Cybercriminals continue to evolve, as they look to take advantage of business changes due to the global pandemic. Most people and organisations hoped that things would go back to normal, just a few months after the first lockdowns started to occur all over the world, but unfortunately, that wasn’t the case. As we’ve witnessed this pandemic drag on for another year, we’ve also seen an increase in the number of cybersecurity attacks aimed at companies and individuals alike. Below are 8 of the top cybersecurity predictions, for this year.
Patch Management Vulnerability
Patch management is basically a description of the process of applying and distributing updates to applications. These patches are administered out of necessity, typically to plug known security vulnerabilities. As a result, patch management must be maintained continuously to safeguard an application during its life cycle. Meanwhile, hackers are on the lookout for venerable software that they can exploit. When you mix standardization with patch management, you ensure a process that is predictable and repeatable, one that minimises resources, time and threats.
The Internet Becoming an Even Larger Interconnected Service Factory
One thing that is obvious, is our shift towards APIs for web applications, with many organizations taking different services and positioning them in various interconnected clouds. This is essentially the start of a whole host of interconnected services, from central clouds to the edge, essentially creating a fully fleshed out hierarchy. One of the main threats of this developments is that the whole system can be impacted from just a single component failure. When you centralise, such in the case of cloud providers like Amazon Web Services, this increases the chances of large scale outages. So we can expect to see more of this in the near future.
Security Operations Centres as a Service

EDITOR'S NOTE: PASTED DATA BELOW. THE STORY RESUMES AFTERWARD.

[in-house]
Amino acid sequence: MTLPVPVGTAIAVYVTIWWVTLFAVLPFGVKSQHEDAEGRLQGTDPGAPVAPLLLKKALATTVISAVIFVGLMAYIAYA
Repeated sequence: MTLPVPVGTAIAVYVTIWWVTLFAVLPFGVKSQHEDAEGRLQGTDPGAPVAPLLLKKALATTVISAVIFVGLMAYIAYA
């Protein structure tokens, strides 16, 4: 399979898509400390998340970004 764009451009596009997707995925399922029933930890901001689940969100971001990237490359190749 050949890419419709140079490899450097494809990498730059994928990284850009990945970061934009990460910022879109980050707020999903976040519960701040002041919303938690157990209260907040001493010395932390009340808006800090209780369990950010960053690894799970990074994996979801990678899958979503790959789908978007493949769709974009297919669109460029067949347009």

A security operations centre (SOC) has the sole task of providing real-time detection, monitoring and response. The vast majority of companies that want to protect themselves from cybercriminals, will lack the necessary resources to actually create their own internet SOC, instead opting for a SOC as a service, which they’ll usually have to pay a monthly subscription to maintain.
Ransomware Attacks on the Rise
We can expect the sophistication and scale of ransomware attacks to grow and become more prominent throughout the year.
We have already witnessed an increased number of attacks on market sectors previously untapped, such as the health sector. The kind of damage these ransomware attacks is causing has also changing. We are seeing that many of these extortionists look to release the content that they steal to the public domain, rather than simply lock away, in the event that a ransom is not paid.
To make matters worse, we are also seeing a greater amount of AI use in these ransomware attacks, as cybercriminals look at launching more sophisticated and coordinated attacks, in order to get around detection software. However, despite AI presenting itself as a part of the problem, it’s also able to provide part of the solution, as it’s enhanced in such a way to be able to better detect and flag such behaviours. Before it leads to an attack.